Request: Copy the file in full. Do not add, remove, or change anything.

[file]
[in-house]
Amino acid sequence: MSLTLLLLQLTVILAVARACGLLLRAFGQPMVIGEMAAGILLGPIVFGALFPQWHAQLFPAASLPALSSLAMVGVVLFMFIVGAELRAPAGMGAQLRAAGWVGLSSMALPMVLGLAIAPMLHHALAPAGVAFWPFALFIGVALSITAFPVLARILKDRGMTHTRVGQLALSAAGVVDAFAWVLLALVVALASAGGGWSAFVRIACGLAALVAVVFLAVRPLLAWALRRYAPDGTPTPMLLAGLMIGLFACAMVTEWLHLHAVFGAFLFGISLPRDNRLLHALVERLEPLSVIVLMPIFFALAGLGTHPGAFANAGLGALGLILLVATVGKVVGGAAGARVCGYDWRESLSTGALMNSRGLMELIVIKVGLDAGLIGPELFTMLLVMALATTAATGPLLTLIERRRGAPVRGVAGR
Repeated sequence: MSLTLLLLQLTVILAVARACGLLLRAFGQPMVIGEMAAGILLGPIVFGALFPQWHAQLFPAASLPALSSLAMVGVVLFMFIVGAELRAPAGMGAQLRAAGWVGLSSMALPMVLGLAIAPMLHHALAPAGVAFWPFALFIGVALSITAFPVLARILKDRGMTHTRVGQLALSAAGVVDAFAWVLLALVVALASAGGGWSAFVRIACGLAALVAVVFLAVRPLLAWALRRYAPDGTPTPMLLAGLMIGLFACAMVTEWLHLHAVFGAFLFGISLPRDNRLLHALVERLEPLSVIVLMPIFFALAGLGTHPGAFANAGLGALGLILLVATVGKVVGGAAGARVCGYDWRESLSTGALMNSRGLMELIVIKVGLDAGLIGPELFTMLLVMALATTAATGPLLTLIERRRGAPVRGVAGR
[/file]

[in-house]
Amino acid sequence: MSLTLLLLQLTVILAVARACGLLLRAFGQPMVIGEMAAGILLGPIVFGALFPQWHAQLFPAASLPALSSLAMVGVVLFMFIVGAELRAPAGMGAQLRAAGWVGLSSMALPMVLGLAIAPMLHHALAPAGVAFWPFALFIGVALSITAFPVLARILKDRGMTHTRVGQLALSAAGVVDAFAWVLLALVVALASAGGGWSAFVRIACGLAALVAVVFLAVRPLLAWALRRYAPDGTPTPMLLAGLMIGLFACAMVTEWLHLHAVFGAFLFGISLPRDNRLLHALVERLEPLSVIVLMPIFFALAGLGTHPGAFANAGLGALGLILLVATVGKVVGGAAGARVCGYDWRESLSTGALMNSRGLMELIVIKVGLDAGLIGPELFTMLLVMALATTAATGPLLTLIERRRGAPVRGVAGR
Repeated sequence: MSLTLLLLQLTVILAVARACGLLLRAFGQPMVIGEMAAGILLGPIVFGALFPQWHAQLFPAASLPALSSLAMVGVVLFMFIVGAELRAPAGMGAQLRAAGWVGLSSMALPMVLGLAIAPMLHHALAPAGVAFWPFALFIGVALSITAFPVLARILKDRGMTHTRVGQLALSAAGVVDAFAWVLLALVVALASAGGGWSAFVRIACGLAALVAVVFLAVRPLLAWALRRYAPDGTPTPMLLAGLMIGLFACAMVTEWLHLHAVFGAFLFGISLPRDNRLLHALVERLEPLSVIVLMPIFFALAGLGTHPGAFANAGLGALGLILLVATVGKVVGGAAGARVCGYDWRESLSTGALMNSRGLMELIVIKVGLDAGLIGPELFTMLLVMALATTAATGPLLTLIERRRGAPVRGVAGR